In the previous post, we touched upon Dr. B. R. Ambedkar's insight that forcefully juxtaposing different linguistic peoples into a common cycle of participation such as government creates hatred between those peoples who have no natural antipathy to begin with. This is an immense statement, which I will refer to as the forced juxtaposition theory of hatred between groups. According to the theory, any sort of forced juxtaposition thwarts and converts to hatred the organic evolution of cooperation and friendship between diverse groups.
For example, Hindi speakers and non-Hindi speakers would have organically evolved mutual cooperation and friendship if only the Constitution of India did not forcefully juxtapose these two groups in every office of the central government. Because the Constitution accords Hindi a higher status than every other Indian language, Hindi speakers had to be physically moved to non-Hindi speaking states, bringing them in forced juxtaposition with the speakers of other languages. While there is no natural antipathy between Hindi and non-Hindi groups, such antipathy was created by forced juxtaposition. The Hindi speakers not only came to other states, but came as higher-ups in an artificially created hierarchy. This made matters worse - it increased the speed at which hatred builds.
Doesn't organic evolution involve juxtaposition? Of course, it does. But that juxtaposition is not forced. That's why it's called organic. Organic evolution does not involve the official sanction of a government which can employ the resources at its disposal for the acceleration of the juxtaposition. On the other hand, it involves a case-by-case upholding or rejection of whatever is perceived by the groups themselves as worth upholding or rejecting.
A good example of organic evolution is, perhaps, the widespread acceptance of the Salwar Kameez - a Northern attire - almost all over India. Within 50 years of the birth of political India, it became the attire of choice for young women all over India without government intervention. Another example is food - the spread of South Indian food in North India and vice versa. Now, imagine the Constitution of India calling Salwar Kameez as the National Dress for Women or Idli as the National Breakfast years ago and the kind of opposition and hatred such a statement could have excited. First of all nobody can predict what will find acceptance and what will not; and secondly, the very forced imposition would have ensured widespread protests and consequent rejection. Another example to show the difference between organic evolution and forced juxtaposition is the difference between a Hiuen Tsang coming to India as a traveler and student on the one hand and on the other, a Chinese military attack on Jammu and Kashmir. The first is organic evolution, the second forced juxtaposition.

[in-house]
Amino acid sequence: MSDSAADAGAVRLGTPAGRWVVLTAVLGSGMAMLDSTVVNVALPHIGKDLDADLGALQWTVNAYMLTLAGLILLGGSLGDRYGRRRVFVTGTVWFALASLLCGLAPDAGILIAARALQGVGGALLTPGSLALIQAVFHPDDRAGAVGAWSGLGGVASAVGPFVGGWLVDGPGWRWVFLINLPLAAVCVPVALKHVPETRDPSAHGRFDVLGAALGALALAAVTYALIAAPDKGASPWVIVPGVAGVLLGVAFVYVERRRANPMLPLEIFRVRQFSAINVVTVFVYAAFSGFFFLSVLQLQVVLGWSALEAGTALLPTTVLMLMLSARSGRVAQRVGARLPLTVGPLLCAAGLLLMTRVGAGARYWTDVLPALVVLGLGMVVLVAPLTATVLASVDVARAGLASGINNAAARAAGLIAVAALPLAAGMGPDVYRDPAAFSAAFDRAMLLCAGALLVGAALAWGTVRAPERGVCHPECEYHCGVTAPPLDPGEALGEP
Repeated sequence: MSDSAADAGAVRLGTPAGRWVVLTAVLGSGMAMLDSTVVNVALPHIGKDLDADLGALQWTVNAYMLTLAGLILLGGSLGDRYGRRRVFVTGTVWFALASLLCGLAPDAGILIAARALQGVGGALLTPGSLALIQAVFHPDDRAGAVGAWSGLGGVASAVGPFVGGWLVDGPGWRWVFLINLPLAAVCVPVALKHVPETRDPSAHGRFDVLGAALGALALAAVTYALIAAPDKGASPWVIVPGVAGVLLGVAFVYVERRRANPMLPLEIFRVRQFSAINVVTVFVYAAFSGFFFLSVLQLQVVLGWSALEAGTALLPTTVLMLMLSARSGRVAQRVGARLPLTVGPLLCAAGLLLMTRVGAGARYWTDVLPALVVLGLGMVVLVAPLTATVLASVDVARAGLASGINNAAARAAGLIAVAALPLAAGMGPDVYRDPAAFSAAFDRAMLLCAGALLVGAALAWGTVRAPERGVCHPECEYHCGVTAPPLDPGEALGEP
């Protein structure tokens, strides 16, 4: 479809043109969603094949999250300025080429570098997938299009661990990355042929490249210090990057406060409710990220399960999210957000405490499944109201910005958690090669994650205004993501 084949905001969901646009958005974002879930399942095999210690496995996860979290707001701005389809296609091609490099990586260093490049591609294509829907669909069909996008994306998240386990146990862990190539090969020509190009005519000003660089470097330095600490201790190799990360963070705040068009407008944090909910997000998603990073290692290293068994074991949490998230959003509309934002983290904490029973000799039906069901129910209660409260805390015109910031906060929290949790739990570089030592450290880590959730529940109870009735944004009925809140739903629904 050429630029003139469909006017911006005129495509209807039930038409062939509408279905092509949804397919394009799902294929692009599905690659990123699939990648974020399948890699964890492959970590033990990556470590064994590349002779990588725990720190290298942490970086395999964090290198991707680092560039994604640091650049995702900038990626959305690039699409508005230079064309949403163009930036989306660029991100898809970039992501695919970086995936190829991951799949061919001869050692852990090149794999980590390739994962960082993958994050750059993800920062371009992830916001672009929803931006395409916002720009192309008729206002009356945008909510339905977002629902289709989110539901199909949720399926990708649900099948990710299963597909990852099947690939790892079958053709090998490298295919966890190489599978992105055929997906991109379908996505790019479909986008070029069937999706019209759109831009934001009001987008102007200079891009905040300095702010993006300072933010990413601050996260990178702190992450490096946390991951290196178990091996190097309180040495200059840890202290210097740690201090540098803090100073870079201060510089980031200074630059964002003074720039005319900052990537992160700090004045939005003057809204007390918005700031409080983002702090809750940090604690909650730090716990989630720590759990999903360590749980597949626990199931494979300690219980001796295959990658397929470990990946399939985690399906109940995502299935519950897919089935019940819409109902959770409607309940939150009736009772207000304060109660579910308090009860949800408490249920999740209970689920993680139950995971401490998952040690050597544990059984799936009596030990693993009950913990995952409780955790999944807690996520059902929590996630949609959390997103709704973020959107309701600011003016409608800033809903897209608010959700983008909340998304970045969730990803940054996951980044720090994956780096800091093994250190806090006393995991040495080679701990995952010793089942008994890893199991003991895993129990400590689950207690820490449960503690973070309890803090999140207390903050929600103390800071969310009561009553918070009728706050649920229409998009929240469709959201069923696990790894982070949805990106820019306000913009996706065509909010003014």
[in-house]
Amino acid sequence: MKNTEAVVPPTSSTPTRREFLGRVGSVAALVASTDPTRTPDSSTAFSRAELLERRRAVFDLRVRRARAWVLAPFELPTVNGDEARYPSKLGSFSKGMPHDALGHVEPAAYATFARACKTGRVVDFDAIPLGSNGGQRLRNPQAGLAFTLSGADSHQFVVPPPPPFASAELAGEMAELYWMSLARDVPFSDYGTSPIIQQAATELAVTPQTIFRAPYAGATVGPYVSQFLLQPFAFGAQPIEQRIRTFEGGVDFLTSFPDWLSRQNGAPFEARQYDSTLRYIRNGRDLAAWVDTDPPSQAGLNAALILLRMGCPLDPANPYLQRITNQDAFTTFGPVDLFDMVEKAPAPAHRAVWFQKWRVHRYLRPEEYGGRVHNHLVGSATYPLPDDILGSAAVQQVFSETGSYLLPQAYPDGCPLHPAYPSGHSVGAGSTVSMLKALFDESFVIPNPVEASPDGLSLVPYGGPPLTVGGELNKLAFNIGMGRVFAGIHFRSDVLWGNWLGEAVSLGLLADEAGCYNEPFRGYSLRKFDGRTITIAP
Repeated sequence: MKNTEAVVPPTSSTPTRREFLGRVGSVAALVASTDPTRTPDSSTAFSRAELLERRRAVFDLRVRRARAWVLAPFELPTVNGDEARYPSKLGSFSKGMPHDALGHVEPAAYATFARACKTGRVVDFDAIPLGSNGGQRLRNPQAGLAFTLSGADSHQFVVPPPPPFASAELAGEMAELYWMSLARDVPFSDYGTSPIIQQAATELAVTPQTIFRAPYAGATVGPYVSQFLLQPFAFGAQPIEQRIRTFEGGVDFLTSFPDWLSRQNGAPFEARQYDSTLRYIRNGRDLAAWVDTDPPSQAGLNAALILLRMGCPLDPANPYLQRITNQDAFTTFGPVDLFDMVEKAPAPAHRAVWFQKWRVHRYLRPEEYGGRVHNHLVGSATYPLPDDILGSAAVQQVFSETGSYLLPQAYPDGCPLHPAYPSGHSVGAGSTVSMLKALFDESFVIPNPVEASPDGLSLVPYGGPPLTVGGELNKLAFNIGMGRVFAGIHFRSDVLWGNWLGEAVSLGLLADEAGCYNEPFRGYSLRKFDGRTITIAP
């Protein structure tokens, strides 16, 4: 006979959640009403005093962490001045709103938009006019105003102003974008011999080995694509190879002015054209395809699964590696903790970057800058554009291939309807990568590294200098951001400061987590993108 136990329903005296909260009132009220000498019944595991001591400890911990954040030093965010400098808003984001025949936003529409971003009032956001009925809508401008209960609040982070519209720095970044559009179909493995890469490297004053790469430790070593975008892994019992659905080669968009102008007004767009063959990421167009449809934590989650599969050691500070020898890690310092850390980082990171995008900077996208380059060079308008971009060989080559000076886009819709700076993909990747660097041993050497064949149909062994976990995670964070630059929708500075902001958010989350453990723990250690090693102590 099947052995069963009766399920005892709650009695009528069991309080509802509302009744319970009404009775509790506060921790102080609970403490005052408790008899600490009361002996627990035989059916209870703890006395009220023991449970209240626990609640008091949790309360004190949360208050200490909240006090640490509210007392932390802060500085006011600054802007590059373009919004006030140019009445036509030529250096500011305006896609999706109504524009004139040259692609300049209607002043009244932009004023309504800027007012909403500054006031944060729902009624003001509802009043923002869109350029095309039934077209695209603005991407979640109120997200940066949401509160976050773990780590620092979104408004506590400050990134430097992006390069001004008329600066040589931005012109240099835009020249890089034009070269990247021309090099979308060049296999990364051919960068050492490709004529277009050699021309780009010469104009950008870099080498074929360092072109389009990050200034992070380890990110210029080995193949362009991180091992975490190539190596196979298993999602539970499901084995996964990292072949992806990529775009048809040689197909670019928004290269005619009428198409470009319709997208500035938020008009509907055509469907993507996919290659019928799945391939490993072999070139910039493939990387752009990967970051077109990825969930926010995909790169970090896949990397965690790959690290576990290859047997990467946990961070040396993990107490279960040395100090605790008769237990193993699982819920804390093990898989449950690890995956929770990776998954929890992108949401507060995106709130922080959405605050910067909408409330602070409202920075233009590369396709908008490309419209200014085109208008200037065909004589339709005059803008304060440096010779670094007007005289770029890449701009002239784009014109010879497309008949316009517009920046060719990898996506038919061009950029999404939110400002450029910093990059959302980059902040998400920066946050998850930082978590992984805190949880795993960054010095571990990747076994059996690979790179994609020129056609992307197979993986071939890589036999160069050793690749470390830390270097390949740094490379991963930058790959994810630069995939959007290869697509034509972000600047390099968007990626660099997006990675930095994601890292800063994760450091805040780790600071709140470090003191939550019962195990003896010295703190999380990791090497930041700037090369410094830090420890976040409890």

It is under similar circumstances that Rabindranath Tagore rejected the very concept of a Nation. To him, Nationalism was a way of thwarting and converting to hatred the organic evolution of cooperation and friendship between two peoples. While M. K. Gandhi, the champion of Indian Nationalism, openly asked for the rejection of everything British (including education), Tagore saw that as harmful to both Indians and Britishers. Tagore was very much for the furtherance of what he termed as Society, which is a natural regulation of human relationships, so that men can develop ideals in cooperation with one another - whether they're Britishers or Indians.
Thus, as per Tagore, while Britishers and Indians could have organically evolved a system of cooperation and friendship, politics in the garb of the Nation created hatred between the Britishers and Indians - hatred which ultimately creates a world broken up into fragments by narrow domestic walls. While organic evolution brought the British to India as traders, politics and the application of force by the British Nation created a rift between them and the Indians. Once the British Nation got involved in this part of the world, it obtained official sanction of the British Government which could employ the resources at its disposal for the acceleration of the juxtaposition. It is then that juxtaposition became forced instead of organic. It is then that cooperation and friendship turned into non-cooperation and hatred.
Thus, ladies and gentlemen, we have two options: the first is an organic evolution of cooperation and friendship between diverse groups - especially language groups - in India. The second is forced juxtaposition. The first is cooperation and friendship. The second is non-cooperation and hatred. The choice is yours.